Copyright © 2018 Albuquerque Journal
As a caravan of thousands of Central American migrants makes its way from Honduras through Mexico toward the U.S. border, President Donald Trump vowed Tuesday that the group will be stopped.
“I’m not letting them in,” he said during a bill signing in the Oval Office. “We’re going to do whatever we have to. They’re not getting in.”
The president also reiterated his claim that Middle Easterners who could pose a danger to U.S. residents have infiltrated the group.
“There could very well be. I have very good information,” he said, though he also said, “There’s no proof of anything.”
During a background briefing call Tuesday on immigration numbers for fiscal 2018, senior administration officials said a record was set in September, when 16,658 “family units” from Central America were apprehended by Border Patrol agents.
The total number of families who arrived at the border during the fiscal year that ended Sept. 30 was 107,212.
The Trump administration blames “Democrat catch-and-release loopholes” exploited by human smugglers and “radical left-wing” advocates for driving migration from Central America.
America’s Voice, a nonprofit immigrant advocacy organization, accused the administration of using fear and lies to whip up a “race-baiting frenzy” over border security ahead of the midterm elections.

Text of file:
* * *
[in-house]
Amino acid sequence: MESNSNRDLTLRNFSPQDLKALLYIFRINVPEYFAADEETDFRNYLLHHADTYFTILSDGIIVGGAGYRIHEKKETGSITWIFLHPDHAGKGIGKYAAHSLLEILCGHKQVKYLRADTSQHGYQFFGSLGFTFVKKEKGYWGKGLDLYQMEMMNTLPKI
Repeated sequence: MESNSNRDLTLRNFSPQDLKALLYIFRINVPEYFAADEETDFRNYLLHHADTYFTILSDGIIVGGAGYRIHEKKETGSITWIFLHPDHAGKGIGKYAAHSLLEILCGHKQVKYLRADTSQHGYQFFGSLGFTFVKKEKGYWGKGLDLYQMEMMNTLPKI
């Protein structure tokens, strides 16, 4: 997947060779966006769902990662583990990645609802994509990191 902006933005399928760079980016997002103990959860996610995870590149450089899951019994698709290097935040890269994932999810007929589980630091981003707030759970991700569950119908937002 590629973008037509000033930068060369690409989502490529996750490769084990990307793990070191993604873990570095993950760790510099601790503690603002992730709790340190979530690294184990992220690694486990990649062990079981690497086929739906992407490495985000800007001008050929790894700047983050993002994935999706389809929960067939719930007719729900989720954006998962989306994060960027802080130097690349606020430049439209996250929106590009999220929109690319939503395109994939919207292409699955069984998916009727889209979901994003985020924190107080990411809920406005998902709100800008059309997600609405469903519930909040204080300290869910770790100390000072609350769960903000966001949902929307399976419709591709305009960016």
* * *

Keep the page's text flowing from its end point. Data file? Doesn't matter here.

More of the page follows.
“Republicans control the White House, Congress and the Supreme Court, yet Trump is blaming Democrats,” America’s Voice said in a statement released Tuesday.
“In fact, over the past two years, Trump and his immigration adviser Stephen Miller made sure to blow up every serious effort to enact bipartisan immigration legislation.”
At campaign rallies stumping for fellow Republicans, the president has repeated his call for a border wall.
He also has warned that if the migrant caravan from Honduras makes it to the U.S. border, “We’ll call up our military if we have to.”
‘I had to flee the gangs’
The Border Patrol’s El Paso sector, which includes all of New Mexico, apprehended 12,312 families from Central America in fiscal 2018, a 43 percent increase over the previous year.
Churches in Las Cruces and El Paso have donated space to house some of the migrant families that have arrived during the recent spike in migration.
But the need for space, volunteers and donations continues to grow, along with the number of families.
“I had to flee the gangs,” said a 37-year-old mother who left Honduras with her 8-year-old son.
She was among a group of about 40 parents with kids who were spending Friday night at a temporary migrant shelter set up on the campus of a private Catholic school in El Paso.
“I was terrified, a prisoner in my own home,” said the woman, who is seeking asylum in the U.S. She said she witnessed gangs hiding stolen property in a house across the street and faced death threats.
The mother and son spent eight days in Border Patrol custody before they were released. She is wearing an electronic ankle tracking device while her case moves through immigration court.
A senior administration official on Tuesday called the U.S. asylum system “the world’s largest immigration loophole.”
“It puts you into a legal system that takes more time to play out than we can detain you for,” the official said.